The Folk Heritage Association of Macon County sponsored the creation of the Women’s History Trail and raised funds for the new sculpture. It officially transferred the sculpture to the Town of Franklin on Saturday in honor of Women’s History Month. The sculpture not only represents three historical women, but also symbolizes each group of women and their cultural contributions that helped forge Franklin.

“I’m the collaborative contributor that had a message funneled through my skill set into that statue,” said Wofford. “It’s the honor of my life to work with the black community, this group of women, the Cherokee Nation and Barbara McRae.” 

The three women represented in the sculpture are all touching hands, a position that, according to the artist statement, is supposed to illustrate the sisterhood of women that transcends cultural divides.

“It celebrates women’s contributions, inspires current and future generations of girls and women to pursue their dreams, and challenges us all to learn from the past and aspire for a more equitable future,” the artist statement reads.

Na-Ka Rebecca Morris (1793-1885), a Cherokee woman and niece of a prominent chief of the Oconaluftee Cherokees, married Baptist minister and farmer Gideon Morris of South Carolina in the early 1800s. In the Treaty of 1819, the pair obtained a preserve of 640 acres along the Little Tennessee River in what is now East Franklin. The land bordered the Nikwasi Village and Mound.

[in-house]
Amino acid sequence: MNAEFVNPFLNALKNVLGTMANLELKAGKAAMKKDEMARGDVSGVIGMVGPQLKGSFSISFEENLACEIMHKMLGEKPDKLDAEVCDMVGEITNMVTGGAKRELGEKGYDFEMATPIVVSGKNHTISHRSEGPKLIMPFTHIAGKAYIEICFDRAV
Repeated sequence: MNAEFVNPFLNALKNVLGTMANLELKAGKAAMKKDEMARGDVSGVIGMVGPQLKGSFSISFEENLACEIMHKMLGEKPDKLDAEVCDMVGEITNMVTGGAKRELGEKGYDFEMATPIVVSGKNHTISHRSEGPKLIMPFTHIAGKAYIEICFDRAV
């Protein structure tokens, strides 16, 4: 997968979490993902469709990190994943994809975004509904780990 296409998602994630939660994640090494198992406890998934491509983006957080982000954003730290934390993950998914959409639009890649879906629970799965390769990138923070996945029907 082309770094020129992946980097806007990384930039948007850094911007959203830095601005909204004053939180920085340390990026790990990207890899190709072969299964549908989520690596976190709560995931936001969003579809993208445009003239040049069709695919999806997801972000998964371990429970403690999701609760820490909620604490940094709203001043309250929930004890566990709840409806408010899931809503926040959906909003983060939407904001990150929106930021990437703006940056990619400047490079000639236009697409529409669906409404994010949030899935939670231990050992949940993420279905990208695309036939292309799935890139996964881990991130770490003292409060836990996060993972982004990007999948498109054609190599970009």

After the family was burned off their land by white settlers, they received compensation from the state and moved across the river into the new town of Franklin.

Salley, born into slavery in 1799, is the bridge between Na-Ka Rebecca Morris and Harriet Timoxena Siler Sloan (1835-1900), as she learned from the Cherokee and was a presence in Na-Ka Rebecca’s life before being sold to Harriet’s father. Harriet and her husband had seven children and lived in an area by the Little Tennessee River near the property originally owned by Na-Ka Rebecca and her husband. 

Harriet appears in the statue twice, once as a child on Sally’s hip, receiving corn from Na-Ka Rebecca, and again as a grown woman striding into the future.

All three women are thought to have played a vital role in the early history of Franklin.

“There is nothing like seeing those ladies in person,” said Marty Greeble, a member of the Women’s History Trail leadership. “When you look at them, you are going to be mesmerized and it will change your life. I absolutely believe that.”

Smokey Mountain News Logo
Go to top
Payment Information


At our inception 20 years ago, we chose to be different. Unlike other news organizations, we made the decision to provide in-depth, regional reporting free to anyone who wanted access to it. We don’t plan to change that model. Support from our readers will help us maintain and strengthen the editorial independence that is crucial to our mission to help make Western North Carolina a better place to call home. If you are able, please support The Smoky Mountain News.

The Smoky Mountain News is a wholly private corporation. Reader contributions support the journalistic mission of SMN to remain independent. Your support of SMN does not constitute a charitable donation. If you have a question about contributing to SMN, please contact us.